- Off the charts “Triple Triple” sound for this classic Richard and Linda Thompson album – both sides earned our top grade of Triple Plus (A+++)
- The best copy we’ve ever played, with superior Tubey Magical richness that just knocked us out and made it our clear Shootout Winner
- Everything you want in the sound of a good British Folk Rock album is here in abundance – enjoy!
- 4 Stars: “The Thompsons, from the opening Irish fiddle derivation of a Chuck Berry riff, through Linda’s exquisite performance of “A Heart Needs a Home,” to their cover of Mike Waterson’s “Mole in a Hole” which closes the record, once again create a timeless amalgam of folk and rock…”
This is one of R&L Thompson’s best albums, their second release, following the luminous I Want to See the Bright Lights Shine from a year earlier. Rich and full-bodied, with big bass and gobs of studio ambience, this is the way this music was meant to be heard.
Hokey Pokey (The Ice Cream Song)
I’ll Regret It All In The Morning
Smiffy’s Glass Eye
The Egypt Room
Georgie On A Spree
Old Man Inside A Young Man
The Sun Never Shines On The Poor
A Heart Needs A Home
Mole In A Hole
The Thompsons, from the opening Irish fiddle derivation of a Chuck Berry riff, through Linda’s exquisite performance of “A Heart Needs a Home,” to their cover of Mike Waterson’s “Mole in a Hole” which closes the record, once again create a timeless amalgam of folk and rock… Hokey Pokey is an often overlooked gem in the Thompsons’ luminous catalog.
Wikipedia on Hokey Pokey
Hokey Pokey is the second album by the British duo of singer Linda and singer/songwriter/guitarist Richard Thompson. It was recorded in the autumn of 1974 and released in 1975.
Listeners keen to try to find connections between the albums by the Thompsons and their personal lives may be confused by the delays between writing, recording and release of the early albums. I Want to See the Bright Lights Tonight was conceived and recorded prior to the Thompsons’ embracing of Islam, but the album’s release was substantially delayed. By the time that album was released the Thompsons were living in an Islamic commune in London.
In the meantime the Thompsons had toured as a trio with Fairport Convention guitarist Simon Nicol. Nicol recalls that period: (in Patrick Humphries’ biography of Richard Thompson)
We did the folk clubs as a trio … It was just after they got married, and it was lovely. I look back on that period with great affection … It was really powerful. You could hear a pin drop at most of those gigs. Rapt attention. Two acoustic guitars, and the bass pedals went through a little backline combo amp, we’d use house microphones … It was stuff from Bright Lights … and Hokey Pokey, in the process of creation, Hank Williams’ songs …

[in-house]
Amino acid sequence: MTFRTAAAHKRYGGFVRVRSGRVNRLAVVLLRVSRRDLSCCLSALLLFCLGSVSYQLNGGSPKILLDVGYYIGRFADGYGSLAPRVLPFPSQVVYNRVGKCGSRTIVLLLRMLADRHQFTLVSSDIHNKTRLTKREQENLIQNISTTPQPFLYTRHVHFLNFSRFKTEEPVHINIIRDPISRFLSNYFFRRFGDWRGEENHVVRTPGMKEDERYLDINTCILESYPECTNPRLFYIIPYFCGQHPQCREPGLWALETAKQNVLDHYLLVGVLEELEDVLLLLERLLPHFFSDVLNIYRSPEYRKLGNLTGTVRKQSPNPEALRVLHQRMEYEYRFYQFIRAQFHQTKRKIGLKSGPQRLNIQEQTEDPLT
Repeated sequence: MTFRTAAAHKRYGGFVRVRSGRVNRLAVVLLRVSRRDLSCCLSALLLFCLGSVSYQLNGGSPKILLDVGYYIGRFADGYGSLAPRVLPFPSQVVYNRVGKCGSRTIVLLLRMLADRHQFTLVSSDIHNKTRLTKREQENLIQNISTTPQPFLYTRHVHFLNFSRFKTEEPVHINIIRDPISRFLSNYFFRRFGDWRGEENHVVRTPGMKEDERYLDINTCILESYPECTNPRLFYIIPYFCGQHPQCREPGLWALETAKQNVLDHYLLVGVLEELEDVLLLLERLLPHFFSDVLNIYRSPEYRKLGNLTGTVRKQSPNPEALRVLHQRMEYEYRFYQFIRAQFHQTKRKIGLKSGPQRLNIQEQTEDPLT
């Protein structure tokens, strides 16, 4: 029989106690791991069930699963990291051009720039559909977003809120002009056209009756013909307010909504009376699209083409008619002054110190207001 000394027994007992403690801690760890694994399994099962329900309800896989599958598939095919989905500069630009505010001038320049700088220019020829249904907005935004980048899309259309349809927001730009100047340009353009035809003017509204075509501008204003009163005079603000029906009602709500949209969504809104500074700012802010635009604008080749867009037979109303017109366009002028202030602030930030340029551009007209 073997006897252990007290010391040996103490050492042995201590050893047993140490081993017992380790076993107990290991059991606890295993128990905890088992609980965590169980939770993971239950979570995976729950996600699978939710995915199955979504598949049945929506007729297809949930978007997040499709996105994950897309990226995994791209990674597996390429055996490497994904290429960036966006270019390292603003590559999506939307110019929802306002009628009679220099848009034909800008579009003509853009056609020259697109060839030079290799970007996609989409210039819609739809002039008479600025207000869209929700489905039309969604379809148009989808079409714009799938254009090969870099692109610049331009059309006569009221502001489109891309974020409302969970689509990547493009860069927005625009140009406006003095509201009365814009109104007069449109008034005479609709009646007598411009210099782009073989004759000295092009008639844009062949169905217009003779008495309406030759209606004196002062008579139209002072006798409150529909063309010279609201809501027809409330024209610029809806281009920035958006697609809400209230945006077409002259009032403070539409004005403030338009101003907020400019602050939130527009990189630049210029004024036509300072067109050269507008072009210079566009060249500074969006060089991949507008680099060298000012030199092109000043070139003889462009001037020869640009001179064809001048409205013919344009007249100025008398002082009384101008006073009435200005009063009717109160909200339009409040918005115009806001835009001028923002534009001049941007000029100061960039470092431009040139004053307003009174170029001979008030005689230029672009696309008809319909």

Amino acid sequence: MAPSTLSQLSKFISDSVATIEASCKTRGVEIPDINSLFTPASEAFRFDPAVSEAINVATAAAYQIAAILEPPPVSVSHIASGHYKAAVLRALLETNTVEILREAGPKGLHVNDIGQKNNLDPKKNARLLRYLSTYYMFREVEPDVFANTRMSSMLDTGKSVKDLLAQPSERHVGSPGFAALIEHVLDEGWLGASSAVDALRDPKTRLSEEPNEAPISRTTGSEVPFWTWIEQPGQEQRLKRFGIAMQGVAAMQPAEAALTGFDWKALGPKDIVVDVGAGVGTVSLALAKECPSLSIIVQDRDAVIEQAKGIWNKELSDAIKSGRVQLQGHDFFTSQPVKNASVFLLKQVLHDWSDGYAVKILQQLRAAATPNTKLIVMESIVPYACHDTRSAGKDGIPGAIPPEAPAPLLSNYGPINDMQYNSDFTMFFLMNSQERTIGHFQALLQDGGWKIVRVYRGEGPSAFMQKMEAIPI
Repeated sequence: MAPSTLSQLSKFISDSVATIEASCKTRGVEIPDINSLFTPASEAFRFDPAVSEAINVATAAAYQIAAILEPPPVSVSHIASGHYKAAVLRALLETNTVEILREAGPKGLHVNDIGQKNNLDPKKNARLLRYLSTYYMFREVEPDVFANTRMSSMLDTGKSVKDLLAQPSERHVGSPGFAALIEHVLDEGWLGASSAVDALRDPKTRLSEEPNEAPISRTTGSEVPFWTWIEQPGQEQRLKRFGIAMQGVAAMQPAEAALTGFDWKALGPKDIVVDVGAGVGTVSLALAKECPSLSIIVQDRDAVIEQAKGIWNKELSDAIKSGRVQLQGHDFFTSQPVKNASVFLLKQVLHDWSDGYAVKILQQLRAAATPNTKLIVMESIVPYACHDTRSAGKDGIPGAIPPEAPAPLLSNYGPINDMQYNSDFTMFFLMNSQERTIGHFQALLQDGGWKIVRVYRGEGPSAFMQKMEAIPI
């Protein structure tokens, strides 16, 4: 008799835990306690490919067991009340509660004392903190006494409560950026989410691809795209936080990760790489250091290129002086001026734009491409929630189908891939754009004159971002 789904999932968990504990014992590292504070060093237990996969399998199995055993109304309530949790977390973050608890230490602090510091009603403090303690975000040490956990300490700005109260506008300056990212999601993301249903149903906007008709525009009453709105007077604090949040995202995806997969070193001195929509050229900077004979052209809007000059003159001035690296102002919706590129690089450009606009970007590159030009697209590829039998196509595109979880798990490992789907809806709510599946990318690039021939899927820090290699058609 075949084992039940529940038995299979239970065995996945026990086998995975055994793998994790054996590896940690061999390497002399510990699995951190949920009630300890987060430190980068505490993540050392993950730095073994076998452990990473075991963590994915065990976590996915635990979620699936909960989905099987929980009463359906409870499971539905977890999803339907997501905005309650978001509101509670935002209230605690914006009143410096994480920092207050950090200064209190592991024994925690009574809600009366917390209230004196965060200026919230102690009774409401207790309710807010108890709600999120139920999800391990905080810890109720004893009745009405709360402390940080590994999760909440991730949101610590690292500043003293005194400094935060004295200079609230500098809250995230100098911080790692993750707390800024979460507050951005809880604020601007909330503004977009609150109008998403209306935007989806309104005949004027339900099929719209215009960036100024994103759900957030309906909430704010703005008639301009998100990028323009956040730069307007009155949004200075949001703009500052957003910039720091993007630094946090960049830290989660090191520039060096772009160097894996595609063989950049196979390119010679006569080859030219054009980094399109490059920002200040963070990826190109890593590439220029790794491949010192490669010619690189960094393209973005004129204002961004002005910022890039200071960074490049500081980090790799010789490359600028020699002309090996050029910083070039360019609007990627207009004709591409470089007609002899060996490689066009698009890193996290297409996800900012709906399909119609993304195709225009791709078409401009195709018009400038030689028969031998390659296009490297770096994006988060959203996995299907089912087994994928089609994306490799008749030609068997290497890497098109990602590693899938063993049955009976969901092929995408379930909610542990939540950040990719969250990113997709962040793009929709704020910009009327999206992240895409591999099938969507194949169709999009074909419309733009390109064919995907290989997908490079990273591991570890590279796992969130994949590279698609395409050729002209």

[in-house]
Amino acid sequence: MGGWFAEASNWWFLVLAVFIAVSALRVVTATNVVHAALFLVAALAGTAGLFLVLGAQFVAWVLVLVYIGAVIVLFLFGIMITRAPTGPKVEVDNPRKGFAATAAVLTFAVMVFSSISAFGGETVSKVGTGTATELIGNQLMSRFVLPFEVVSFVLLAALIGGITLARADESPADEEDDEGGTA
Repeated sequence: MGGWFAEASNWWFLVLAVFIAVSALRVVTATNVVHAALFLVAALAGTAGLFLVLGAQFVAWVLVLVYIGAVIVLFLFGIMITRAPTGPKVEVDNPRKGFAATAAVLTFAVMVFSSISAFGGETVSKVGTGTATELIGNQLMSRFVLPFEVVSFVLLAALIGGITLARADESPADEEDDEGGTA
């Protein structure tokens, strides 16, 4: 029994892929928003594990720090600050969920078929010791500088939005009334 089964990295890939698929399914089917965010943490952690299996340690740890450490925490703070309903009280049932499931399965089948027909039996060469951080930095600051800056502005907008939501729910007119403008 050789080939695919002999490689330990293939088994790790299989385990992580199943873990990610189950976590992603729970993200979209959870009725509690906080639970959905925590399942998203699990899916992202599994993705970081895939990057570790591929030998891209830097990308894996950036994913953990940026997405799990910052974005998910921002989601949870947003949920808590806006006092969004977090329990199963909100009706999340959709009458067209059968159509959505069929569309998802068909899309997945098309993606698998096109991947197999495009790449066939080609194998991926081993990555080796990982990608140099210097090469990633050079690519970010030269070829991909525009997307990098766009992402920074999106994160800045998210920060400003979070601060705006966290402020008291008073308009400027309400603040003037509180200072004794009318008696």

So much of the material on the Hokey Pokey album was written sometime before the album was recorded and even predates the conversion to Islam. To add to the confusion the release of the eventual album was again delayed and so the song and the themes of the album lagged behind the development of the Thompsons’s personal lives.
The album is thematically cohesive for the most part. The first eight songs present a bleak world view with constant images of people living a shallow existence and seeking some kind of gratification – often in drugs or sexual encounters (“Hokey Pokey”, “I’ll Regret It All in the Morning”, “Old Man Inside a Young Man”, “Georgie on a Spree”), or experiencing a hard and cruel life with the cruelty often being dealt out by their fellow humans (“Smiffy’s Glass Eye”, “The Sun Never Shines on the Poor”, “I’ll Regret It All in the Morning”, “Old Man Inside a Young Man”). “Never Again” (originally written in the aftermath of Fairport Convention’s devastating tour bus crash in 1969) portrays an old man looking back on a life devastated by the unexpected loss of loved ones.
“A Heart Needs a Home”, the ninth song, serves as Richard Thompson’s declaration of faith whilst also harking back to the unfulfilling existence portrayed in the preceding songs:
…I came to you when
No one could hear me
I’m sick and weary
Of being alone
Empty streets and
The world’s no place when
You’re on your own
A heart needs a home.
In terms of musical style Thompson’s songwriting on this album reflects a number of British styles despite not being in the English folk-rock style of “Bright Lights”: Music Hall, English hymns, traditional brass bands, pub sing-alongs and even the double entendres of George Formby are all discernible.